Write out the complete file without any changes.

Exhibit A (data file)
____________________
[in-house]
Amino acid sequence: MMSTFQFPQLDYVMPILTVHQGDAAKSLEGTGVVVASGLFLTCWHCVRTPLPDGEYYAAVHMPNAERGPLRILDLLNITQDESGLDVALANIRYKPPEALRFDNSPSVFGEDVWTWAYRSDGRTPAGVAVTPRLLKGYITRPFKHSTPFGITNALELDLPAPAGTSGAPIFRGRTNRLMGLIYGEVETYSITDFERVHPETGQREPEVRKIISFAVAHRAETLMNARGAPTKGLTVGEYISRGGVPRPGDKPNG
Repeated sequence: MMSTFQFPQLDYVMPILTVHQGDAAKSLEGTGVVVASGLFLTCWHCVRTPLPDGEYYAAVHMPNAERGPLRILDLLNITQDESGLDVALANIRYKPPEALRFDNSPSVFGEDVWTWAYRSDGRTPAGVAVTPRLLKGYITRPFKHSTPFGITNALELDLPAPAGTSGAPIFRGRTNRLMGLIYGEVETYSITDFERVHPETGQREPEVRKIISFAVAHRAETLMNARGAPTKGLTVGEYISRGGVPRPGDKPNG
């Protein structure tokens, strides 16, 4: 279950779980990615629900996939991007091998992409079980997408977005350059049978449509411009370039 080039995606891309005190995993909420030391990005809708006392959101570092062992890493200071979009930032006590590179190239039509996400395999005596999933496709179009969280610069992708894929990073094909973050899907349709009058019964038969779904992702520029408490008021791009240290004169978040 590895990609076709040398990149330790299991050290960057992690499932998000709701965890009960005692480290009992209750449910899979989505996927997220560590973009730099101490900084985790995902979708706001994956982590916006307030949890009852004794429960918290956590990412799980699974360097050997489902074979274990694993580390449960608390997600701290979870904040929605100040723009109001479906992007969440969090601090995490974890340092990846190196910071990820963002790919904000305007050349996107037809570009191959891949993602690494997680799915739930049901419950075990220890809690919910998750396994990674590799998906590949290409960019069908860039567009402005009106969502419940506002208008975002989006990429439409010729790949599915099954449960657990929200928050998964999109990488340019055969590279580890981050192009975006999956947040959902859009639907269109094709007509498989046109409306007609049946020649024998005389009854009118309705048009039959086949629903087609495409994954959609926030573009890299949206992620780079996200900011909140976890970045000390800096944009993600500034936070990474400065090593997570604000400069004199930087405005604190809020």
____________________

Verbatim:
[in-house]
Amino acid sequence: MMSTFQFPQLDYVMPILTVHQGDAAKSLEGTGVVVASGLFLTCWHCVRTPLPDGEYYAAVHMPNAERGPLRILDLLNITQDESGLDVALANIRYKPPEALRFDNSPSVFGEDVWTWAYRSDGRTPAGVAVTPRLLKGYITRPFKHSTPFGITNALELDLPAPAGTSGAPIFRGRTNRLMGLIYGEVETYSITDFERVHPETGQREPEVRKIISFAVAHRAETLMNARGAPTKGLTVGEYISRGGVPRPGDKPNG
Repeated sequence: MMSTFQFPQLDYVMPILTVHQGDAAKSLEGTGVVVASGLFLTCWHCVRTPLPDGEYYAAVHMPNAERGPLRILDLLNITQDESGLDVALANIRYKPPEALRFDNSPSVFGEDVWTWAYRSDGRTPAGVAVTPRLLKGYITRPFKHSTPFGITNALELDLPAPAGTSGAPIFRGRTNRLMGLIYGEVETYSITDFERVHPETGQREPEVRKIISFAVAHRAETLMNARGAPTKGLTVGEYISRGGVPRPGDKPNG
């Protein structure tokens, strides 16, 4: 279950779980990615629900996939991007091998992409079980997408977005350059049978449509411009370039 080039995606891309005190995993909420030391990005809708006392959101570092062992890493200071979009930032006590590179190239039509996400395999005596999933496709179009969280610069992708894929990073094909973050899907349709009058019964038969779904992702520029408490008021791009240290004169978040 590895990609076709040398990149330790299991050290960057992690499932998000709701965890009960005692480290009992209750449910899979989505996927997220560590973009730099101490900084985790995902979708706001994956982590916006307030949890009852004794429960918290956590990412799980699974360097050997489902074979274990694993580390449960608390997600701290979870904040929605100040723009109001479906992007969440969090601090995490974890340092990846190196910071990820963002790919904000305007050349996107037809570009191959891949993602690494997680799915739930049901419950075990220890809690919910998750396994990674590799998906590949290409960019069908860039567009402005009106969502419940506002208008975002989006990429439409010729790949599915099954449960657990929200928050998964999109990488340019055969590279580890981050192009975006999956947040959902859009639907269109094709007509498989046109409306007609049946020649024998005389009854009118309705048009039959086949629903087609495409994954959609926030573009890299949206992620780079996200900011909140976890970045000390800096944009993600500034936070990474400065090593997570604000400069004199930087405005604190809020």